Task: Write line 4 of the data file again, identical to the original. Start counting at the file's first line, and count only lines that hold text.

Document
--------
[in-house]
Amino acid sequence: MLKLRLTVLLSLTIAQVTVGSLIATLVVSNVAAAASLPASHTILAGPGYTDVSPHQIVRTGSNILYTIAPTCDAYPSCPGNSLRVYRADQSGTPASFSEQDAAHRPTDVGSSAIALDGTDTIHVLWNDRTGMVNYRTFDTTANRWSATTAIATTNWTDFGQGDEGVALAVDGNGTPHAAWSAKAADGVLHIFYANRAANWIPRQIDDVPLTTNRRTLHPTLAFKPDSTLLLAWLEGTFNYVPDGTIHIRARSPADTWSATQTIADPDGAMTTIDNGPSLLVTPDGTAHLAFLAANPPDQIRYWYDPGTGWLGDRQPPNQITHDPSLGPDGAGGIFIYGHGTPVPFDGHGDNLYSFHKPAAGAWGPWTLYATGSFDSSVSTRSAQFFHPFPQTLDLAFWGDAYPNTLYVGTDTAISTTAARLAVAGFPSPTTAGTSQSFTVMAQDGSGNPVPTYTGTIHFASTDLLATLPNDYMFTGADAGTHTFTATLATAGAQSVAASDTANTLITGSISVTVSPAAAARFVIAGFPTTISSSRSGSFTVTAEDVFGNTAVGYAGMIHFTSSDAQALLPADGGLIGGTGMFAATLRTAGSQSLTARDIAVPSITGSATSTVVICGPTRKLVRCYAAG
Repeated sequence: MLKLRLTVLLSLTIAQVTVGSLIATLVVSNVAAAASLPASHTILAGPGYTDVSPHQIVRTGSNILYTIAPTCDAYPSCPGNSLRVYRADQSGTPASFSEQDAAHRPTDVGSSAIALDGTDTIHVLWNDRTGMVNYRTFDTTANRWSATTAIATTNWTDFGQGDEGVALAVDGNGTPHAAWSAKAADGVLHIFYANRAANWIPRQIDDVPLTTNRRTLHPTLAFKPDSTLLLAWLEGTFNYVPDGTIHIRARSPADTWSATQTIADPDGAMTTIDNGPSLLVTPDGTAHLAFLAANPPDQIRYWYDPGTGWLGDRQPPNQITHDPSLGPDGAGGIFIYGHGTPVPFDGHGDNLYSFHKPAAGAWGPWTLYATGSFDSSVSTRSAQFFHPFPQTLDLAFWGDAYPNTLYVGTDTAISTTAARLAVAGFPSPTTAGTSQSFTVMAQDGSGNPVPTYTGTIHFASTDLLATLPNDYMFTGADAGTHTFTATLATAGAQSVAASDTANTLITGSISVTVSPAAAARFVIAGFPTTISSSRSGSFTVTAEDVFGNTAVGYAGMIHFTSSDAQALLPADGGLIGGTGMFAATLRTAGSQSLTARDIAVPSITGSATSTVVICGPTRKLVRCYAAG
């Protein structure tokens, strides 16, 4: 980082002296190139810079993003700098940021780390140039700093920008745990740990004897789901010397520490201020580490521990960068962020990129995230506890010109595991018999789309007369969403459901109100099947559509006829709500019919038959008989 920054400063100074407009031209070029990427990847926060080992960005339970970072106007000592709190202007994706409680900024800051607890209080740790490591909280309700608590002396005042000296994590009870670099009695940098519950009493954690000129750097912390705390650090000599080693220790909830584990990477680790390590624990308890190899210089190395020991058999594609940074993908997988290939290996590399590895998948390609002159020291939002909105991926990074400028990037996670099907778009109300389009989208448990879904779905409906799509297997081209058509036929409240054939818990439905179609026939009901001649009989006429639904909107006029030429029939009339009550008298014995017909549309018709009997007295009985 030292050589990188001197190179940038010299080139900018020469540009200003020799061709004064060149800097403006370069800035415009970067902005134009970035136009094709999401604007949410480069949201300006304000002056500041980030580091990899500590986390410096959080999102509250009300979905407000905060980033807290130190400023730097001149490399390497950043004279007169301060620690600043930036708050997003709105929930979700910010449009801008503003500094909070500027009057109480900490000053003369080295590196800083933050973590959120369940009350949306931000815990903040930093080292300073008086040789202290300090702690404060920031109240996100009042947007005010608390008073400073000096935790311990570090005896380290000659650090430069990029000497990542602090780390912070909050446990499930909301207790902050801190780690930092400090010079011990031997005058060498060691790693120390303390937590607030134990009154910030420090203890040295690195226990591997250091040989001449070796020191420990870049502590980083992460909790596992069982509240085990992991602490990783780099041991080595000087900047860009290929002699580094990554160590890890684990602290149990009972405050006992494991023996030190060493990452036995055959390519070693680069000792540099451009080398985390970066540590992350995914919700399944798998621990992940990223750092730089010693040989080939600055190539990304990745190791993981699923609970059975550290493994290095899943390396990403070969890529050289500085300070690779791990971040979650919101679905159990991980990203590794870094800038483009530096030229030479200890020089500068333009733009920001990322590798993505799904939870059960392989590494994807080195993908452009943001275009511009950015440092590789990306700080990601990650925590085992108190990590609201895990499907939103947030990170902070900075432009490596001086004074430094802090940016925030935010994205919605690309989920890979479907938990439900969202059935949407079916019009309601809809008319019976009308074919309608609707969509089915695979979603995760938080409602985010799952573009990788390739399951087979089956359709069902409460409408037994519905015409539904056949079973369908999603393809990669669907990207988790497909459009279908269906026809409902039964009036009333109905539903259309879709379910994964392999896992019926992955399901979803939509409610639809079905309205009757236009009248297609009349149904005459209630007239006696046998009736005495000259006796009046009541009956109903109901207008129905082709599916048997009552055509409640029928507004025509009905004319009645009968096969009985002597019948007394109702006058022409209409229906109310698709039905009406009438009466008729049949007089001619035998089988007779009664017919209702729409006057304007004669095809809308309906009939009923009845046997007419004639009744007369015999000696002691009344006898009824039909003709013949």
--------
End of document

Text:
């Protein structure tokens, strides 16, 4: 980082002296190139810079993003700098940021780390140039700093920008745990740990004897789901010397520490201020580490521990960068962020990129995230506890010109595991018999789309007369969403459901109100099947559509006829709500019919038959008989 920054400063100074407009031209070029990427990847926060080992960005339970970072106007000592709190202007994706409680900024800051607890209080740790490591909280309700608590002396005042000296994590009870670099009695940098519950009493954690000129750097912390705390650090000599080693220790909830584990990477680790390590624990308890190899210089190395020991058999594609940074993908997988290939290996590399590895998948390609002159020291939002909105991926990074400028990037996670099907778009109300389009989208448990879904779905409906799509297997081209058509036929409240054939818990439905179609026939009901001649009989006429639904909107006029030429029939009339009550008298014995017909549309018709009997007295009985 030292050589990188001197190179940038010299080139900018020469540009200003020799061709004064060149800097403006370069800035415009970067902005134009970035136009094709999401604007949410480069949201300006304000002056500041980030580091990899500590986390410096959080999102509250009300979905407000905060980033807290130190400023730097001149490399390497950043004279007169301060620690600043930036708050997003709105929930979700910010449009801008503003500094909070500027009057109480900490000053003369080295590196800083933050973590959120369940009350949306931000815990903040930093080292300073008086040789202290300090702690404060920031109240996100009042947007005010608390008073400073000096935790311990570090005896380290000659650090430069990029000497990542602090780390912070909050446990499930909301207790902050801190780690930092400090010079011990031997005058060498060691790693120390303390937590607030134990009154910030420090203890040295690195226990591997250091040989001449070796020191420990870049502590980083992460909790596992069982509240085990992991602490990783780099041991080595000087900047860009290929002699580094990554160590890890684990602290149990009972405050006992494991023996030190060493990452036995055959390519070693680069000792540099451009080398985390970066540590992350995914919700399944798998621990992940990223750092730089010693040989080939600055190539990304990745190791993981699923609970059975550290493994290095899943390396990403070969890529050289500085300070690779791990971040979650919101679905159990991980990203590794870094800038483009530096030229030479200890020089500068333009733009920001990322590798993505799904939870059960392989590494994807080195993908452009943001275009511009950015440092590789990306700080990601990650925590085992108190990590609201895990499907939103947030990170902070900075432009490596001086004074430094802090940016925030935010994205919605690309989920890979479907938990439900969202059935949407079916019009309601809809008319019976009308074919309608609707969509089915695979979603995760938080409602985010799952573009990788390739399951087979089956359709069902409460409408037994519905015409539904056949079973369908999603393809990669669907990207988790497909459009279908269906026809409902039964009036009333109905539903259309879709379910994964392999896992019926992955399901979803939509409610639809079905309205009757236009009248297609009349149904005459209630007239006696046998009736005495000259006796009046009541009956109903109901207008129905082709599916048997009552055509409640029928507004025509009905004319009645009968096969009985002597019948007394109702006058022409209409229906109310698709039905009406009438009466008729049949007089001619035998089988007779009664017919209702729409006057304007004669095809809308309906009939009923009845046997007419004639009744007369015999000696002691009344006898009824039909003709013949």